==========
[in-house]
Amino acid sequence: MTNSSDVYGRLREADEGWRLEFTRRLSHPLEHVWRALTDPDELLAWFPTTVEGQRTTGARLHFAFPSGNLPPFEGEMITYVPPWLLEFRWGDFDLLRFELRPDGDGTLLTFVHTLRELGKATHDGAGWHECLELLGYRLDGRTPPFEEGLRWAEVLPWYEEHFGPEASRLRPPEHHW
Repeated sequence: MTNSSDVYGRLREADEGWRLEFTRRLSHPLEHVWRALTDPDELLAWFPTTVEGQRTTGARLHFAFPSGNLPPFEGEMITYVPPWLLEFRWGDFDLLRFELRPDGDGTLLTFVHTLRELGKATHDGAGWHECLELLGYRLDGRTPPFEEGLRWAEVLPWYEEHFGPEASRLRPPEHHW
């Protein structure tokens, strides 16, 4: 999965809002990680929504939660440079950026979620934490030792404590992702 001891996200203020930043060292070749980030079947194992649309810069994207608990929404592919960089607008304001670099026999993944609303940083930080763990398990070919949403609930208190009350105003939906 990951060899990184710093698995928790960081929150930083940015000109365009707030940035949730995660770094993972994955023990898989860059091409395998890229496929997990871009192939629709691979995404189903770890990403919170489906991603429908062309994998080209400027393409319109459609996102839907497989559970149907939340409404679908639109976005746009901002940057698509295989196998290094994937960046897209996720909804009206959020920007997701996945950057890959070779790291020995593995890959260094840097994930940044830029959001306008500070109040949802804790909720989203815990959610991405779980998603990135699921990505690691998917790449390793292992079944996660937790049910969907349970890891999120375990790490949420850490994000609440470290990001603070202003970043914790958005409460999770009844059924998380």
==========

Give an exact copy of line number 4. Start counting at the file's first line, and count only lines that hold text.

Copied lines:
């Protein structure tokens, strides 16, 4: 999965809002990680929504939660440079950026979620934490030792404590992702 001891996200203020930043060292070749980030079947194992649309810069994207608990929404592919960089607008304001670099026999993944609303940083930080763990398990070919949403609930208190009350105003939906 990951060899990184710093698995928790960081929150930083940015000109365009707030940035949730995660770094993972994955023990898989860059091409395998890229496929997990871009192939629709691979995404189903770890990403919170489906991603429908062309994998080209400027393409319109459609996102839907497989559970149907939340409404679908639109976005746009901002940057698509295989196998290094994937960046897209996720909804009206959020920007997701996945950057890959070779790291020995593995890959260094840097994930940044830029959001306008500070109040949802804790909720989203815990959610991405779980998603990135699921990505690691998917790449390793292992079944996660937790049910969907349970890891999120375990790490949420850490994000609440470290990001603070202003970043914790958005409460999770009844059924998380």